Faculty member Ivano Caponigro gave a virtual colloquium talk in the Linguistics Department at the University of Kansas on Thursday February 25, 2021. His presentation was on ‘Mesoamerican insights on headless relative clauses and the syntax/semantics interface’ with data and generalization from his new book Headless Relative Clauses in Mesoamerican Languages, which he co-edited with Harold Torrence and Roberto Zavala Maldonado. The book results from a 4-year collaborative project studying 15 languages from 5 language families and involving 21 scholars from Mexico, USA, Canada, and France. On Friday February 26, Ivano had individual meetings with graduate students and faculty members.
Issue 8 of San Diego Linguistics Papers, our online working papers series, has just been published and is freely available. It was edited by Yuan Chai, Neşe Demir, Duk-Ho Jung, and Nina Hagen Kaldho, and includes five papers by our graduate students, encompassing theoretical and empirical work on phonetics, phonology, morphology, syntax,semantics, pragmatics, and fieldwork:
- Yuan Chai, “The source of creak in Mandarin”
- Yaqian Huang, “A mixed height and ATR system of vowels in Rere”
- Seoyeon Jang, “A compositional semantic analysis of echo questions in Korean”
- Nina Hagen Kaldhol, “Grammatical gender agreement with nominal compounds in Somali”
- Maxine Van Doren, “Intrinsic fundamental frequency of Amharic vowels”
Faculty Rachel Mayberry recently gave two invited talks in discussing recent findings regarding the critical period for language:
“Post-childhood first-language development: What it looks like and what it means,” a keynote presented at the First National Conference about teaching Portuguese as a second language for the Deaf: the curriculum of basic education and higher education on November 10, 2020.
“The acquisition of sentence structure under conditions of extreme language delay,” an invited talk given to the Linguistics Department at the University of Pennsylvania on November 13, 2020.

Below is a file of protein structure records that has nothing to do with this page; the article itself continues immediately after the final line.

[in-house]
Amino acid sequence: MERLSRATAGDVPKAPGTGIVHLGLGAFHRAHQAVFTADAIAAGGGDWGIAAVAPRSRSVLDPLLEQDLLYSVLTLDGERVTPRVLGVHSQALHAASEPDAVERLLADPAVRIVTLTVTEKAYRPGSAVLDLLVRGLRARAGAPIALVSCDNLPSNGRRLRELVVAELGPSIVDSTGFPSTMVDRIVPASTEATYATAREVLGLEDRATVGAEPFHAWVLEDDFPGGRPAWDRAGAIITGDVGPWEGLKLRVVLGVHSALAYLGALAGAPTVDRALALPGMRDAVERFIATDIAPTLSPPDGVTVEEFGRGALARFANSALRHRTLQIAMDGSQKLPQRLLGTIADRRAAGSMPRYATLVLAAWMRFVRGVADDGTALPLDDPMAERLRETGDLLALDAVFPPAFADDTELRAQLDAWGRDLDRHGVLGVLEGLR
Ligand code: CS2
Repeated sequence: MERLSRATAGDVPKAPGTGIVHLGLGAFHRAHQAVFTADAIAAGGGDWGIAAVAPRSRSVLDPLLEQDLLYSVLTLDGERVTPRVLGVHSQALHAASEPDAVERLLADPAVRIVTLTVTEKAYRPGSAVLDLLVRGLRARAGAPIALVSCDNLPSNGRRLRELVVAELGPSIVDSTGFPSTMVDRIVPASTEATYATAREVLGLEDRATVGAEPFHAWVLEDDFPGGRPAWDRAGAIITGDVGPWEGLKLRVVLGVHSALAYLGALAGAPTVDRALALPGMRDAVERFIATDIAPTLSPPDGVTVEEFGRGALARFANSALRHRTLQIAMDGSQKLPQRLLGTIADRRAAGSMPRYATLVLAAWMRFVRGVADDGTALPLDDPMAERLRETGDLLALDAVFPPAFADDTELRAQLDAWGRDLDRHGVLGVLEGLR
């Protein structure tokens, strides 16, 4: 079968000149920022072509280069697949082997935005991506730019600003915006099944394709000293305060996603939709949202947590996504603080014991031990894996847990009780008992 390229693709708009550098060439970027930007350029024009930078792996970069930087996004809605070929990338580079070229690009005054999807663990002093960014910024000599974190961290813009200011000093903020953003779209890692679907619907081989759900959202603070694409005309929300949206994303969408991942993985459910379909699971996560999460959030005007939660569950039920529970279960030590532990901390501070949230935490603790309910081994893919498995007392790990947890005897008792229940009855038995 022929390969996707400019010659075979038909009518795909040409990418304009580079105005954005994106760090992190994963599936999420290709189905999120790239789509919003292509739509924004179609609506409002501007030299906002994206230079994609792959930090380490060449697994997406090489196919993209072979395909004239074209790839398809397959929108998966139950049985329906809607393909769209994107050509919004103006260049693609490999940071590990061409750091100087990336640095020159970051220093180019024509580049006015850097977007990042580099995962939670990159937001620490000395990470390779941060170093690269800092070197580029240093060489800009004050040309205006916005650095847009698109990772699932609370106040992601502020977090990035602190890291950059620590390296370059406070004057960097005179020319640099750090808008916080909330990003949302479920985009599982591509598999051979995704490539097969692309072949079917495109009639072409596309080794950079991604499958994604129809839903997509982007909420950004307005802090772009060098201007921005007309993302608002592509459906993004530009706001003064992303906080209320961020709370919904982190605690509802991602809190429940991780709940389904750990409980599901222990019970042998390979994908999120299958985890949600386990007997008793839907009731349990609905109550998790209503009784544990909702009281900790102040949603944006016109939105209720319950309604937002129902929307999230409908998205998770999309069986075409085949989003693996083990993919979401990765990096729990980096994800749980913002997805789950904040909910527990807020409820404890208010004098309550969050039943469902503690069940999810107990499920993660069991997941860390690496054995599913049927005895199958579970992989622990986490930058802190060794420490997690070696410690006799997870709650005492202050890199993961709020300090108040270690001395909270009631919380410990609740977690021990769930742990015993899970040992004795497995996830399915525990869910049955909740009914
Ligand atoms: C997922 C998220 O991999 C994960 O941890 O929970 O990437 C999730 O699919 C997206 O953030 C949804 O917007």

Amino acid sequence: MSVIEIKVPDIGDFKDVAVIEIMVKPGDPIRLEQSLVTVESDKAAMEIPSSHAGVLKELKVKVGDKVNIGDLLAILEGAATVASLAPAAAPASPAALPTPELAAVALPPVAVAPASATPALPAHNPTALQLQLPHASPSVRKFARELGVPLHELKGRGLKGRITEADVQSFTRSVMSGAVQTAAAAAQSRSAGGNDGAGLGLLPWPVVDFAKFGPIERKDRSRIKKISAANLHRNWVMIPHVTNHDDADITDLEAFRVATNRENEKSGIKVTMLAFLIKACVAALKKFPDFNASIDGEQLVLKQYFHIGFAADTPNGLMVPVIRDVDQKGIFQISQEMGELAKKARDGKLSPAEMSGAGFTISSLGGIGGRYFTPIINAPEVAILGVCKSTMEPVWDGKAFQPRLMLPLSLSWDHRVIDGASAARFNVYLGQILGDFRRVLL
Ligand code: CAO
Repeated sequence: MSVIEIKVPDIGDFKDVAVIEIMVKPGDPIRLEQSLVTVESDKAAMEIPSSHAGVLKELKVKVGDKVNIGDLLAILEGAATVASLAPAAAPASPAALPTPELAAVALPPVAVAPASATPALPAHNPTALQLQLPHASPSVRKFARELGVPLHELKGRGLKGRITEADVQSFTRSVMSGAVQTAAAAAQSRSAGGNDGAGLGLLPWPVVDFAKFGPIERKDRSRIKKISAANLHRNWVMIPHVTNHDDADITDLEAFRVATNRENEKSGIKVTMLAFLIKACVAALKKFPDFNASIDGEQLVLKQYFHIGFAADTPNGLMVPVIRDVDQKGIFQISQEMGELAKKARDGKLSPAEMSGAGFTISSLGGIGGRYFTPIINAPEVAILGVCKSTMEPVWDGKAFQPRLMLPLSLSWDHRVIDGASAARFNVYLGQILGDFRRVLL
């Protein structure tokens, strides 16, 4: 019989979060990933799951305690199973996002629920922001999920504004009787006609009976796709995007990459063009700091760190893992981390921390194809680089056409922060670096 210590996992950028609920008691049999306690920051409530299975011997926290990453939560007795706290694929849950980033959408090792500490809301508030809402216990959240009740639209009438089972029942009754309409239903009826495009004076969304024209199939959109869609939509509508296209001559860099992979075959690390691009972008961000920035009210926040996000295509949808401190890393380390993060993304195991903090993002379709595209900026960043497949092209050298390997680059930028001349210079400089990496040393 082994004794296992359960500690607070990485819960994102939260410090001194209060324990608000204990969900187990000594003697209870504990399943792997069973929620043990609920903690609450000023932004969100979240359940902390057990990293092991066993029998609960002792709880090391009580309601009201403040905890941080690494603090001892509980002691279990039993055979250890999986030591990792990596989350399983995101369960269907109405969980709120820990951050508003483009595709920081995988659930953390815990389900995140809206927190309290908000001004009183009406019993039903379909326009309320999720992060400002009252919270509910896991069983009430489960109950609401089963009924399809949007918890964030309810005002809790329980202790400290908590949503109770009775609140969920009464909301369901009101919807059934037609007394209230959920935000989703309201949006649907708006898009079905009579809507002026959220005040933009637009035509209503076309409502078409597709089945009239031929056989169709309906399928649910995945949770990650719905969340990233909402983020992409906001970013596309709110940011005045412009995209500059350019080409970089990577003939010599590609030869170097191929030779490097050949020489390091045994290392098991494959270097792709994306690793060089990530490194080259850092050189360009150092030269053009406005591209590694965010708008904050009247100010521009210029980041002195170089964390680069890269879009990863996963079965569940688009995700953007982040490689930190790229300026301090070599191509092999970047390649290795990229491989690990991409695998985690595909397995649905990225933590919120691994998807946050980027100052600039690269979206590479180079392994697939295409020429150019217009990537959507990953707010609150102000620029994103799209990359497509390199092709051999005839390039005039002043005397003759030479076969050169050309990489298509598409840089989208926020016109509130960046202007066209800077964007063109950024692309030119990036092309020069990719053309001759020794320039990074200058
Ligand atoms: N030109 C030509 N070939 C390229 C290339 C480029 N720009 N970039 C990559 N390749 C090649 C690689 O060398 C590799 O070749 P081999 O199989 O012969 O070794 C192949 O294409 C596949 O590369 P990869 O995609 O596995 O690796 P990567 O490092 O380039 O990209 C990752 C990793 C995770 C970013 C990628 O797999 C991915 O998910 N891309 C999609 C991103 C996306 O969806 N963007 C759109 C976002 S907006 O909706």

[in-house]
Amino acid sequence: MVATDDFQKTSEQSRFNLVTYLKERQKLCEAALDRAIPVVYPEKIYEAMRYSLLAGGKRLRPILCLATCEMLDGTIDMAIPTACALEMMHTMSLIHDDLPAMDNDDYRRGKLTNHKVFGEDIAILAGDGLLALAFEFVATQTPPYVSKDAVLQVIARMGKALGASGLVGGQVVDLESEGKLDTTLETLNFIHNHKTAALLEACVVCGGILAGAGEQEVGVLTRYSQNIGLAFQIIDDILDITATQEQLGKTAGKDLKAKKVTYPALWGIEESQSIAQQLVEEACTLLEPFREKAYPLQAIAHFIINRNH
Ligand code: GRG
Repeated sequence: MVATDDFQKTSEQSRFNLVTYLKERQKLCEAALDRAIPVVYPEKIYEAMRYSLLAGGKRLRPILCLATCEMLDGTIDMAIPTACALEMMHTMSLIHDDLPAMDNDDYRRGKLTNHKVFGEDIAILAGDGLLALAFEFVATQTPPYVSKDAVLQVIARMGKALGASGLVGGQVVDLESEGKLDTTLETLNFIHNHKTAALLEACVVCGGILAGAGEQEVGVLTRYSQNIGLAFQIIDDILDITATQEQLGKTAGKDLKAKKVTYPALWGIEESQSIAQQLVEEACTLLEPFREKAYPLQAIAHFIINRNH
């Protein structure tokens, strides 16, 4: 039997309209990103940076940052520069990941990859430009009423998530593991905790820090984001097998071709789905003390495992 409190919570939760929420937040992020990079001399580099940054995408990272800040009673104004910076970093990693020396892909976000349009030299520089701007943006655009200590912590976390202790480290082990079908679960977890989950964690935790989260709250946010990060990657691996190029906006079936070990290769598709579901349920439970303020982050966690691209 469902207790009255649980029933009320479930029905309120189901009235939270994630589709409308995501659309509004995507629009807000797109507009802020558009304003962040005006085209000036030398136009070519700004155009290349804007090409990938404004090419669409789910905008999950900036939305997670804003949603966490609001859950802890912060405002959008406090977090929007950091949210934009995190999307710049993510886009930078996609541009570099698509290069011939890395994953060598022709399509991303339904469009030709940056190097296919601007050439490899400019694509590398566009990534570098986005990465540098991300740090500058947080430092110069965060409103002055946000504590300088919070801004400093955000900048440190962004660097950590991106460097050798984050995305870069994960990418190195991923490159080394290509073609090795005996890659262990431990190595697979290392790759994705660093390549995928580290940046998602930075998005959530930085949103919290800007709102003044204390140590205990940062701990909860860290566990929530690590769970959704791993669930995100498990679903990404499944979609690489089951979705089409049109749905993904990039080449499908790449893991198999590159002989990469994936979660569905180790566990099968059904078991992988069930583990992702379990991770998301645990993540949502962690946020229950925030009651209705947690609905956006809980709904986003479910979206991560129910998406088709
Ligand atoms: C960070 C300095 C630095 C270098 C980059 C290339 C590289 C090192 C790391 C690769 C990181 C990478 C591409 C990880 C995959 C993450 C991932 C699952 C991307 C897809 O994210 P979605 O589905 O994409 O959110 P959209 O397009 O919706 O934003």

Alumna Qi Cheng (Ph.D. 2020), currently assistant professor in the Linguistics Department at the University of Washington, and faculty Rachel Mayberry have recently published a research paper finding that late first-language learners of ASL use event structure rather than word order to comprehend basic sentence structure.
Cheng Q. & Mayberry, R. I. 2020. “When event knowledge overrides word order in sentence comprehension: Learning a first language after childhood.” Developmental Science.
Scott Seyfarth (Ph.D. 2016) and Marc Garellek published an article in LabPhon entitled “Physical and phonological causes of coda /t/ glottalization in the mainstream American English of central Ohio.”
In this paper, Scott and Marc claim that voiceless stops in American English involve glottal constriction to produce voicelessness in coda position. The distribution of glottalized coda /t/ in the Buckeye Corpus can be explained by phonetic conditions which either favor reduction of the oral closure, or else reinforce the irregular voicing associated with the glottal constriction gesture. However, they find evidence that glottalization is also phonologically planned, especially before sonorants.
Seyfarth, S., & Garellek, M. (2020). Physical and phonological causes of coda /t/ glottalization in the mainstream American English of central Ohio. Laboratory Phonology: Journal of the Association for Laboratory Phonology, 11(1), 24. DOI: http://doi.org/10.5334/labphon.213
Graduate student JJ Lim has a new paper in English Language & Linguistics, titled “Ethnic and gender variation in the use of Colloquial Singapore English discourse particles,” with co-authors Jakob Leimgruber, Wilkinson Gonzales and Mie Hiramoto.
Faculty member Will Styler presented a poster titled “The role of speech planning in the articulation of pause postures” at the (virtual) 12th International Seminar on Speech Production on December 14-18, together with Jelena Krivokapic (University of Michigan) and Dani Byrd (USC). The poster presents ongoing research examining subtle articulations of the lips and tongue which occur during pauses, referred to as ‘pause postures’, and describes their relationship with the planning of upcoming utterances.
The Mayberry Lab gave three presentations at the 14th biennial High Desert Linguistics Society (HDLS) conference on November 20-22, 2020. Nina Feygl Semushina, Monica Keller, & Rachel Mayberry discussed the effects of early language deprivation on the acquisition of plural classifiers in American Sign Language (ASL) (talk). Agnes Villwock & Rachel Mayberry presented aMEG (anatomic magnetoencephalography) data regarding the differential activations of L1 and late L1 ASL signers while performing a picture matching task (talk). Tory Sampson & Rachel Mayberry presented experimental data regarding the use of SELF in ASL and whether it is used to predicate individual-level predicates (i.e., predicates that describe a characteristic inherent to an entity) (talk/poster).
Alumnus Ryan Lepic (Ph.D. 2015), currently an assistant professor at Gallaudet University, was a keynote speaker at the 14th conference of the High Desert Linguistics Society (HDLS 14) on November 20-22 with a presentation on “Sign Schemas”.
Alumnus Kati Hout (PhD 2020) has accepted a position as a Computational Linguist at LinkedIn, beginning this month. Kati has been a member of our Phonetics, Phonology, and Field Work Groups, and successfully defended her dissertation, “Conspiratorial exceptionality: A case study of Mushunguli”, in February 2020.